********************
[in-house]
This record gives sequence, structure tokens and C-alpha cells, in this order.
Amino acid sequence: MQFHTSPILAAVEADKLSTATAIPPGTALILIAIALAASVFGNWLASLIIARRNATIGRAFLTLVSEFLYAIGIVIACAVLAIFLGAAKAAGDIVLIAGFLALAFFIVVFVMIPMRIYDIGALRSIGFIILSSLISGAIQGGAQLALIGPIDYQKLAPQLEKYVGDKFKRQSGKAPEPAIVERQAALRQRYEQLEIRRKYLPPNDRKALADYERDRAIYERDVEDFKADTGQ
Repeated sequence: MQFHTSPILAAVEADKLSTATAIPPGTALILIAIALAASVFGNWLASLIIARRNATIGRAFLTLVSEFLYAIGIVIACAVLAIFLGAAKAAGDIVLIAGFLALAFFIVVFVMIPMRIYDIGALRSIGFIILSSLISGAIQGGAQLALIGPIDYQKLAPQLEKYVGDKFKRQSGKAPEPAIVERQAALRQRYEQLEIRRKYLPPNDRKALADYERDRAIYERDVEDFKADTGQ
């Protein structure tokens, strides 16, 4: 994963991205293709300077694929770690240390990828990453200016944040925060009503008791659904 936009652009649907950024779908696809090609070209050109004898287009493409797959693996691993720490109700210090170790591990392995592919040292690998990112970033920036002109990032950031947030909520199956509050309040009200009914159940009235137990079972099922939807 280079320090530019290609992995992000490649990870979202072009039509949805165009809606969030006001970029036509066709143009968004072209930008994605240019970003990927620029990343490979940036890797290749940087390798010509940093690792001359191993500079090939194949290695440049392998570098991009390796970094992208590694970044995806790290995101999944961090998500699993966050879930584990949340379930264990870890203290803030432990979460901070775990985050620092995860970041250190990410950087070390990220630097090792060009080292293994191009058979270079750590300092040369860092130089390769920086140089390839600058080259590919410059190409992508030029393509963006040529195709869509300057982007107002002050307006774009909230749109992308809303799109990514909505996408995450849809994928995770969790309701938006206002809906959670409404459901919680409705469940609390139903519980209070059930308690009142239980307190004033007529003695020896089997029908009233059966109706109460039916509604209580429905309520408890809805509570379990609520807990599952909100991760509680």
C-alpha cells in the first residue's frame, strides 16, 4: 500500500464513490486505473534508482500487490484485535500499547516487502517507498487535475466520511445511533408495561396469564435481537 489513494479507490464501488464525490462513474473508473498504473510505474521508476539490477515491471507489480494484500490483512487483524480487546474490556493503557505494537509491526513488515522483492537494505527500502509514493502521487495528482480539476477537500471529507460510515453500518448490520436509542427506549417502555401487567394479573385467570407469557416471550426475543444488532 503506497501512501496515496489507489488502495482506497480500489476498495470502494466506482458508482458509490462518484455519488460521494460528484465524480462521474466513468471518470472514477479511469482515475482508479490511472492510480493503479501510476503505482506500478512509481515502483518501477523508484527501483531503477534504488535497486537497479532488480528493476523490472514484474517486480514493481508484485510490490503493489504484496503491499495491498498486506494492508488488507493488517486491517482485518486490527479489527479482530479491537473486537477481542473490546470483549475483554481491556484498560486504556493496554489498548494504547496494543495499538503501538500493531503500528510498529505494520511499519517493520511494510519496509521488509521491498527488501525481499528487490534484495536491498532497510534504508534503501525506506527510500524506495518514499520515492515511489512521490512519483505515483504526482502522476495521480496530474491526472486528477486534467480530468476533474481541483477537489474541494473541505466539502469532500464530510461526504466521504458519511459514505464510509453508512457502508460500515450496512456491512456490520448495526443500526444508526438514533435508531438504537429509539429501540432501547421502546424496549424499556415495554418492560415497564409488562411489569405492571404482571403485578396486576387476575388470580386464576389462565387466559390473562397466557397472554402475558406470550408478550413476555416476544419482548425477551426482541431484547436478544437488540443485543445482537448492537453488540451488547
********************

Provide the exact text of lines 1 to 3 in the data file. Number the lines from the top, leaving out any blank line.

[in-house]
This record gives sequence, structure tokens and C-alpha cells, in this order.
Amino acid sequence: MQFHTSPILAAVEADKLSTATAIPPGTALILIAIALAASVFGNWLASLIIARRNATIGRAFLTLVSEFLYAIGIVIACAVLAIFLGAAKAAGDIVLIAGFLALAFFIVVFVMIPMRIYDIGALRSIGFIILSSLISGAIQGGAQLALIGPIDYQKLAPQLEKYVGDKFKRQSGKAPEPAIVERQAALRQRYEQLEIRRKYLPPNDRKALADYERDRAIYERDVEDFKADTGQ